Picks and Pans Review: Jade
updated 10/30/1995 AT 01:00 AM EST
•originally published 10/30/1995 AT 01:00 AM EST
This convoluted, sex-obsessed mystery will make sense only to those willing to concede the all-time world femme fatale title to Fiorentino, and even they will wish there were footnotes instead of credits at the end of the film. (Almost the whole cast swarms onscreen more or less to resolve the questions of who has been using Fiorentino to sexually blackmail prominent Northern Californians and who has escalated the business into murder.)
Since this film was written by Joe Eszterhas, the one-man Michelin guide to sexual excess, Fiorentino is a high-octane sex machine whose love-making proclivities are peculiar enough to make her partners vulnerable to blackmail. Her affairs also enrage her jealous husband, Palminteri, a successful defense lawyer. Most of the film is consumed by the conflicted relationships between Fiorentino, her husband and their old mutual friend Caruso (apparently Fiorentino's ex-lover), who is also a district attorney investigating the murders inspired by Fiorentino's friskiness.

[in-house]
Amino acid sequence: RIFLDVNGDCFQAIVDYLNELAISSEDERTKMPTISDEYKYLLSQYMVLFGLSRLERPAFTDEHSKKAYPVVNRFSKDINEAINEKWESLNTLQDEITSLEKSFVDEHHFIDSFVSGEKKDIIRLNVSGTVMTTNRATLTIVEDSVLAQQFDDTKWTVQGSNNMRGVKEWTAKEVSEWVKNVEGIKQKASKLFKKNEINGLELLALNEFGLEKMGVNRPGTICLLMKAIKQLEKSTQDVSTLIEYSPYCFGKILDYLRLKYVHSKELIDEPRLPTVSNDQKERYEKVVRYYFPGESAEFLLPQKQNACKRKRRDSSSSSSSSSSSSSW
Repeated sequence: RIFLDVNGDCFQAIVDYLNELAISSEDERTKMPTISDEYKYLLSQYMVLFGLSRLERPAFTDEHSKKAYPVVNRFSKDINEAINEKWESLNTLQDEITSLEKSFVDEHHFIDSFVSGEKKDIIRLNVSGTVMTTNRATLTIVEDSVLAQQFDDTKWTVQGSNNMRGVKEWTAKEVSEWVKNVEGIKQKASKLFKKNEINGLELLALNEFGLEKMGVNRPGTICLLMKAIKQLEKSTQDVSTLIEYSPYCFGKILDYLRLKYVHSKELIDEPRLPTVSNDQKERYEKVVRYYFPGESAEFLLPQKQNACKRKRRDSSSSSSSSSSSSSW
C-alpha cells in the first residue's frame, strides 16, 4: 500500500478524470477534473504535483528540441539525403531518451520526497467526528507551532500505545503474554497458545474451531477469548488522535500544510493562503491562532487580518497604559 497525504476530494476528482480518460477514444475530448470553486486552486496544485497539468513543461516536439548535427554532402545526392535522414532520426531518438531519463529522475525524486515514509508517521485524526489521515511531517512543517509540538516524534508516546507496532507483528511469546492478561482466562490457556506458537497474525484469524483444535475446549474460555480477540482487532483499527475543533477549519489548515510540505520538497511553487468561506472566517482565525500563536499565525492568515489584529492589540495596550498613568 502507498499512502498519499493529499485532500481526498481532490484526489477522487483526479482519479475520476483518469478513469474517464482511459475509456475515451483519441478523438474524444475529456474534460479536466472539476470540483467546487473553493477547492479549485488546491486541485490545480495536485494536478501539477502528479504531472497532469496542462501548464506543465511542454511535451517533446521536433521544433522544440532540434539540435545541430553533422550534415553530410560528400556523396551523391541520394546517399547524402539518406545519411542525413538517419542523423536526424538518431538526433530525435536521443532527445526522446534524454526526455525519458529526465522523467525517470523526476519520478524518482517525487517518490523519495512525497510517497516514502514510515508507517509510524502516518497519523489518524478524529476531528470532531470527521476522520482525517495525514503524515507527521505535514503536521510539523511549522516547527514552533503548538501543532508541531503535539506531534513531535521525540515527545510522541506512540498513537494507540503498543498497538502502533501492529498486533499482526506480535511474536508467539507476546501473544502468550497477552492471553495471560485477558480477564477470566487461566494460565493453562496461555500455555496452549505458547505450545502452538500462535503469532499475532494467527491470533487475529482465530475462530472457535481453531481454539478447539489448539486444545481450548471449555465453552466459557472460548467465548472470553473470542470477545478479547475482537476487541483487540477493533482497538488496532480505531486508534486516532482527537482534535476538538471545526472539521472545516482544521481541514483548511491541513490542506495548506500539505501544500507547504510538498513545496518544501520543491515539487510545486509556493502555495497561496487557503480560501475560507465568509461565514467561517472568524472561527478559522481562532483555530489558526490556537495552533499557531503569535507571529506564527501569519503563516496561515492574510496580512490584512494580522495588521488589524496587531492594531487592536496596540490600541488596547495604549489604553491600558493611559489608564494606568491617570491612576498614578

Neither Eszterhas nor director William Friedkin seems overly concerned with clarifying the plot, which also involves Richard Crenna as a none-too-scrupulous governor, Michael Biehn as a querulous cop and model Angie Everhart as a hooker who is a potential murder witness. Real-life San Francisco cop Kenny King competently plays Caruso's D.A. partner.
The climactic scene, which takes place in the darkened Palminteri-Fiorentino home, leaves an unsatisfying feeling.
To look on the bright side, this movie makes more sense and is less offensive than Eszterhas's other current film Showgirls. But then that could be said of Debbie Does Dallas too.